TEACHIng Type: A Rorschach Experience
No one would confuse my understanding of type with that of an expert type handler. I once infuriated a major type designer by mashing up a few sizes of his most recent effort on a postcard for the AIGA. I thought it looked jaunty: He almost lost his lunch. He called me and sat, silent and fuming, on the other end of the phone until I lost my nerve and hung up.
So pushing type around a page type is not my natural talent. Nor is my type vocabulary up-to-the-moment. I can’t tell you the three must current faces, the way the type teachers at my institution can. And yet, as with so many things in life, a wide knowledge of type may not be necessary for a love of it. And love it I do. When I was four, I carefully outlined all the chapter titles in my favorite book, Howard Pyle’s The Merry Adventures of Robin Hood, in ink. In adulthood, I found that this book is an original 1916 edition. My mother seems to have accepted destruction as a necessary part of an education in aesthetics.
So I’ve never styled myself a type teacher. But in the strange world that is an undergraduate design program, vociferous students began to clamor for an “old-school” type class, the kind of class where people “did things with their hands.” And, since the real type teachers were busy teaching type, I found myself saying I’d teach it.
For a semester I subjected these students to the good old agonizing type-teaching ways. They traced letters on trace. They painted capitals in white Plaka. They wept over visual letterspacing. They huddled together in the far corner of the office squinting at fractional differences in the relationship between a three-inch “P” and “E” on the opposite wall. Oddly, they maintained a sort of buoyant pleasure throughout these travails, which I began to realize was the same pleasure that you see in people who learn to light a fire using two sticks, or who try their hand at Raku firing. For these students, the mastering of Plaka was similar to a crash course in surviving in the wilderness.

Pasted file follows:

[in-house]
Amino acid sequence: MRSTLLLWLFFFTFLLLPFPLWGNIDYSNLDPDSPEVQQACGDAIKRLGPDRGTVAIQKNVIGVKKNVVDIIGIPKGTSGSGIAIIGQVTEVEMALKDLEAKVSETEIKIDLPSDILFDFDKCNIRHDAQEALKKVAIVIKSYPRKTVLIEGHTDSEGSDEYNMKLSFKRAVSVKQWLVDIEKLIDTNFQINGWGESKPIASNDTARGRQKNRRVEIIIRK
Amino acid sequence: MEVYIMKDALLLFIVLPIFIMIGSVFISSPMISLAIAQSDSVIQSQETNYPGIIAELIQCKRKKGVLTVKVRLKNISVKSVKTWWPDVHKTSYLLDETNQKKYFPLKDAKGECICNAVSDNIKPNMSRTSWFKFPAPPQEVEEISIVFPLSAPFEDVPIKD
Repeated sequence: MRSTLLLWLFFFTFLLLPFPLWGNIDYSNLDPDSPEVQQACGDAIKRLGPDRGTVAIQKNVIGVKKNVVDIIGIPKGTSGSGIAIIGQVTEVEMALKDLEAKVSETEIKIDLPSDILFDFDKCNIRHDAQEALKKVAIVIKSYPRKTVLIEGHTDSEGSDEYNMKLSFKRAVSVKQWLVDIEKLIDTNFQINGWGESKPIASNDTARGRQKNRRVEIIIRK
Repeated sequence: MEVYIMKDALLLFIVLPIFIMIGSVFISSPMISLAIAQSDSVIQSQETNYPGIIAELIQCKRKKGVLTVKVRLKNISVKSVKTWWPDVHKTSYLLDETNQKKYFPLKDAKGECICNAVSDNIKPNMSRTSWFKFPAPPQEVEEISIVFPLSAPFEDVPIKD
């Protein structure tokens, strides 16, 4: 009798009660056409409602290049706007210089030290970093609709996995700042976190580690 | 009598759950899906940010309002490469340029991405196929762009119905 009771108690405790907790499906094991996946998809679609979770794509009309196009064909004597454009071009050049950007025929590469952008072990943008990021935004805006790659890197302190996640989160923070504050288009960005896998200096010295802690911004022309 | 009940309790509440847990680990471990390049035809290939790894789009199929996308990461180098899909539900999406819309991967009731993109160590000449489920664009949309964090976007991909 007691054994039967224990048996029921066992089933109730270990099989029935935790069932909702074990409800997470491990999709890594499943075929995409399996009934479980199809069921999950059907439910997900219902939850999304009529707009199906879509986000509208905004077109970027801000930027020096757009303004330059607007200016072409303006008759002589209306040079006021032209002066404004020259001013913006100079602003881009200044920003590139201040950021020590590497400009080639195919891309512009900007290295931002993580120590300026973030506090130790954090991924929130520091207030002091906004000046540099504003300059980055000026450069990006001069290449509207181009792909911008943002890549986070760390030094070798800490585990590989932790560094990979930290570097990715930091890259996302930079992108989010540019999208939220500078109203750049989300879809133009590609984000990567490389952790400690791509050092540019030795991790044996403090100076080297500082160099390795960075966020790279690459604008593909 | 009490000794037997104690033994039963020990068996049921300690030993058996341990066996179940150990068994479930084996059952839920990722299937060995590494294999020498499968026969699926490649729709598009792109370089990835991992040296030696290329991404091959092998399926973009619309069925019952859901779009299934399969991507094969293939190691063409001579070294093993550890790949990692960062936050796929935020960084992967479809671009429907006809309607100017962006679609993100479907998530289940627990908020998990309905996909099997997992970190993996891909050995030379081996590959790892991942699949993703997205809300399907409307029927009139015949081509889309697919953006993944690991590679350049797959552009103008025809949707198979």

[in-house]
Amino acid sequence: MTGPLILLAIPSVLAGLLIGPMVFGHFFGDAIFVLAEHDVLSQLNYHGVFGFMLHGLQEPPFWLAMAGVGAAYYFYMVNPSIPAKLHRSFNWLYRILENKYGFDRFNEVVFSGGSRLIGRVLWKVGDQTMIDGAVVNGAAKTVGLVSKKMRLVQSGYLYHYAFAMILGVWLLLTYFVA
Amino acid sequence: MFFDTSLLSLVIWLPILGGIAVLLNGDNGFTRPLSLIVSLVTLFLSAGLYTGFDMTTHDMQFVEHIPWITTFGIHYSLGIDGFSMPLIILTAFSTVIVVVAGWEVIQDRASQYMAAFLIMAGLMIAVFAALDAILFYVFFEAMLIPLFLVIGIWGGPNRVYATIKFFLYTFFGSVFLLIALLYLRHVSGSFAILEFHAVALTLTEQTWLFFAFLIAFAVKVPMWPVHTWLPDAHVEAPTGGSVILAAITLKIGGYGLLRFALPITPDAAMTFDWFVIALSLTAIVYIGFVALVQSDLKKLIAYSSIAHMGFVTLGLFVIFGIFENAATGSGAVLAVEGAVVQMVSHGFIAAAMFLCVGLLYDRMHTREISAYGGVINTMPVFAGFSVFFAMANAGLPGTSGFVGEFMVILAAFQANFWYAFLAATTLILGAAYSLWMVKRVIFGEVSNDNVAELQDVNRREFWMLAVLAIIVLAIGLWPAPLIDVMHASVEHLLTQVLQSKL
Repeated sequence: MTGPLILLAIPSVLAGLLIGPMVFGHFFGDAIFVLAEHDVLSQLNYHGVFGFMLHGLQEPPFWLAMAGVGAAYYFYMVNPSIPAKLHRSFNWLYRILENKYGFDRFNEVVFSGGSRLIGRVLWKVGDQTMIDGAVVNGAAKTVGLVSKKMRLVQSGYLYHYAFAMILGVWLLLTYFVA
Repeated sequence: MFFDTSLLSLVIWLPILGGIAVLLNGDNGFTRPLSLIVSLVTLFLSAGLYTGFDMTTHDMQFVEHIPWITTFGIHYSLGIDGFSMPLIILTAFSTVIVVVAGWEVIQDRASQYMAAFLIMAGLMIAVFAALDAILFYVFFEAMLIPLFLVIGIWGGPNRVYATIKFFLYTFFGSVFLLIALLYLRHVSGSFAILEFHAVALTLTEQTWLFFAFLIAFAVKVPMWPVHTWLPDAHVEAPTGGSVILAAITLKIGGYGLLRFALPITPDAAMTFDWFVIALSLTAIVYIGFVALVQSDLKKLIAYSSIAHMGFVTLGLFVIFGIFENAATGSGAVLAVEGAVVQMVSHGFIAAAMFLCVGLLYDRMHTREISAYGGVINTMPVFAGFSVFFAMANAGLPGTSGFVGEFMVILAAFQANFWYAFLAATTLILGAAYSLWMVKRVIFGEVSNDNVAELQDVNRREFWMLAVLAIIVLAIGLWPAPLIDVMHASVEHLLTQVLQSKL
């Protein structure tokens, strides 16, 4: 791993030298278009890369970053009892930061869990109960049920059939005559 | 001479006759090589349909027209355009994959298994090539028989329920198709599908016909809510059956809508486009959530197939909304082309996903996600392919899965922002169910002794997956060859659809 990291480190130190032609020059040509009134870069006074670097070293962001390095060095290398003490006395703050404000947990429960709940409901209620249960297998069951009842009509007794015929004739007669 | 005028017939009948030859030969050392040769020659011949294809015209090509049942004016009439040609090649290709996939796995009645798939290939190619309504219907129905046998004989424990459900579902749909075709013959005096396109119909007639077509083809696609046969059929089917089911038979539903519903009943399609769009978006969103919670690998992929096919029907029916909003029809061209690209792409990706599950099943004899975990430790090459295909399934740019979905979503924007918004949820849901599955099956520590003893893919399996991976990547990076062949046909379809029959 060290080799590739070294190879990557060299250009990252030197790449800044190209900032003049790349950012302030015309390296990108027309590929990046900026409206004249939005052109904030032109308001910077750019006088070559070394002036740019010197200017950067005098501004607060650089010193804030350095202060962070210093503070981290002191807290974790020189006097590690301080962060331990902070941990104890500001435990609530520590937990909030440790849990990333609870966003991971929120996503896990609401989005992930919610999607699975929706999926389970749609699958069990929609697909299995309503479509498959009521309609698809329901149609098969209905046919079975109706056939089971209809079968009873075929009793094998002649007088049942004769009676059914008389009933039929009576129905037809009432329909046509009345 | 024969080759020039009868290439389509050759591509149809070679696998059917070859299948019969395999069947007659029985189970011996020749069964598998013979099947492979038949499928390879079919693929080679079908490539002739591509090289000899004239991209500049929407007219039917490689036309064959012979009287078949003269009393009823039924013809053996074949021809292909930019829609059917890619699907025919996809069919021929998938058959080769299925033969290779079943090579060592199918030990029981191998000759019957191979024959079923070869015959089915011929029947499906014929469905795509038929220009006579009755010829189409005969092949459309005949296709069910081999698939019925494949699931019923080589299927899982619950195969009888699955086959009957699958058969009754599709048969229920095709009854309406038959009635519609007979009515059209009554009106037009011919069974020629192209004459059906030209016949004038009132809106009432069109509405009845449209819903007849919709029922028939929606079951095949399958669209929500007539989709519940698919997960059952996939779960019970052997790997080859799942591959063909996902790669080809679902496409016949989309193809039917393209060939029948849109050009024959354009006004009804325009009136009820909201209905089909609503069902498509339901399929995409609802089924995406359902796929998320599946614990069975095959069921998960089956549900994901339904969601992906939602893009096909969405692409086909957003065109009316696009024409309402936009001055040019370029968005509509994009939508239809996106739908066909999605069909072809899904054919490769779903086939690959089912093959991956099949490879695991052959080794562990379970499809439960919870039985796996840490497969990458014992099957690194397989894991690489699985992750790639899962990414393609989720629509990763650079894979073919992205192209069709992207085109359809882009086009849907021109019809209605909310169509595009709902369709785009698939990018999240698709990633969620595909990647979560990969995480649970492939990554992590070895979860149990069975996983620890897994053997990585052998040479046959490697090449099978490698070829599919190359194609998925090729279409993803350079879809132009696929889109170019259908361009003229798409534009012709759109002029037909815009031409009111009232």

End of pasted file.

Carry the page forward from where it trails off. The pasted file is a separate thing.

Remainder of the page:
All this trace and tempera provoked wistful laughter from a real type teacher who stumbled in one day, but who, I noticed, kept coming around, once to proffer a stylus from his school days, and a few times just to see how things were going. I believe he missed the feeling of painting a curve in Plaka, of refining the dried letter with an X-acto knife–a satisfying art to master.
First, each student picked a typestyle from the old warhorses: Bodoni, ITC Garamond, Caslon,, Helvetica. I assigned these faces because these students were less familiar with them than they are with, say, Avenir.
As we progressed from sketch to paint, I noticed that the students tended to see things in the type that I didn’t see and assume things about a typestyle’s character that I didn’t assume. At first, I put it down to their not having had a lot of type history. But then it hit me: They were so innocent of history that the type had become similar to inkblots in a Rorschach test.
Now, I may not be a great type-use genius, but if there’s one thing I know my way around, it’s the Rorschach test. Years of personal experience make me an expert. I’ve taken it so many times that I have memorized the first three "healthy" answers. First is a butterfly, next is a bear, the next looks like two humans—same old one, two, three. Let me just outline a few details concerning the Rorschach test, lest your experience is less extensive than mine.